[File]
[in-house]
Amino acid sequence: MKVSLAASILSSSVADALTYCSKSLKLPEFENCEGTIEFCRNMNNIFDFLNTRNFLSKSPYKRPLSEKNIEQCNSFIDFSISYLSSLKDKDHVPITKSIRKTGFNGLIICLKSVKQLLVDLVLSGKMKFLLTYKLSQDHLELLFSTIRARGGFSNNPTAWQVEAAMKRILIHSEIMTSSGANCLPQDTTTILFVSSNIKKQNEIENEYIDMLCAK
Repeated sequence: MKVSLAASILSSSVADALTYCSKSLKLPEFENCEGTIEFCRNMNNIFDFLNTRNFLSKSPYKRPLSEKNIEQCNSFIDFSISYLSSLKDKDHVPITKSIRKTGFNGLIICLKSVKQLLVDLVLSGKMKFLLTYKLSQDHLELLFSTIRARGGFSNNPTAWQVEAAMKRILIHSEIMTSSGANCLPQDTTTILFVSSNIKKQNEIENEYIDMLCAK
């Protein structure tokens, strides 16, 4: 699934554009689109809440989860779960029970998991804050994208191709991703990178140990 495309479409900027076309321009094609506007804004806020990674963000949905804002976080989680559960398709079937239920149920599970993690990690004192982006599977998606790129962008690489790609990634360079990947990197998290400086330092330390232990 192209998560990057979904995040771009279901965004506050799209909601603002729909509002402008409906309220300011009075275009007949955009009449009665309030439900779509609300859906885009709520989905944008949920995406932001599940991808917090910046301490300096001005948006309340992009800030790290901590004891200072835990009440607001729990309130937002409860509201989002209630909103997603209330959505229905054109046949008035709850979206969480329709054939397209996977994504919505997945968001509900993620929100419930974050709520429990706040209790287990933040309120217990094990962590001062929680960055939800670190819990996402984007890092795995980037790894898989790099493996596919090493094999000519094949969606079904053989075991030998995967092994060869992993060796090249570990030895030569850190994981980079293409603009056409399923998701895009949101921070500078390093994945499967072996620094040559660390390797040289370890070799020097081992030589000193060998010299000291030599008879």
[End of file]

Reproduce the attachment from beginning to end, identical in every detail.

[in-house]
Amino acid sequence: MKVSLAASILSSSVADALTYCSKSLKLPEFENCEGTIEFCRNMNNIFDFLNTRNFLSKSPYKRPLSEKNIEQCNSFIDFSISYLSSLKDKDHVPITKSIRKTGFNGLIICLKSVKQLLVDLVLSGKMKFLLTYKLSQDHLELLFSTIRARGGFSNNPTAWQVEAAMKRILIHSEIMTSSGANCLPQDTTTILFVSSNIKKQNEIENEYIDMLCAK
Repeated sequence: MKVSLAASILSSSVADALTYCSKSLKLPEFENCEGTIEFCRNMNNIFDFLNTRNFLSKSPYKRPLSEKNIEQCNSFIDFSISYLSSLKDKDHVPITKSIRKTGFNGLIICLKSVKQLLVDLVLSGKMKFLLTYKLSQDHLELLFSTIRARGGFSNNPTAWQVEAAMKRILIHSEIMTSSGANCLPQDTTTILFVSSNIKKQNEIENEYIDMLCAK
């Protein structure tokens, strides 16, 4: 699934554009689109809440989860779960029970998991804050994208191709991703990178140990 495309479409900027076309321009094609506007804004806020990674963000949905804002976080989680559960398709079937239920149920599970993690990690004192982006599977998606790129962008690489790609990634360079990947990197998290400086330092330390232990 192209998560990057979904995040771009279901965004506050799209909601603002729909509002402008409906309220300011009075275009007949955009009449009665309030439900779509609300859906885009709520989905944008949920995406932001599940991808917090910046301490300096001005948006309340992009800030790290901590004891200072835990009440607001729990309130937002409860509201989002209630909103997603209330959505229905054109046949008035709850979206969480329709054939397209996977994504919505997945968001509900993620929100419930974050709520429990706040209790287990933040309120217990094990962590001062929680960055939800670190819990996402984007890092795995980037790894898989790099493996596919090493094999000519094949969606079904053989075991030998995967092994060869992993060796090249570990030895030569850190994981980079293409603009056409399923998701895009949101921070500078390093994945499967072996620094040559660390390797040289370890070799020097081992030589000193060998010299000291030599008879």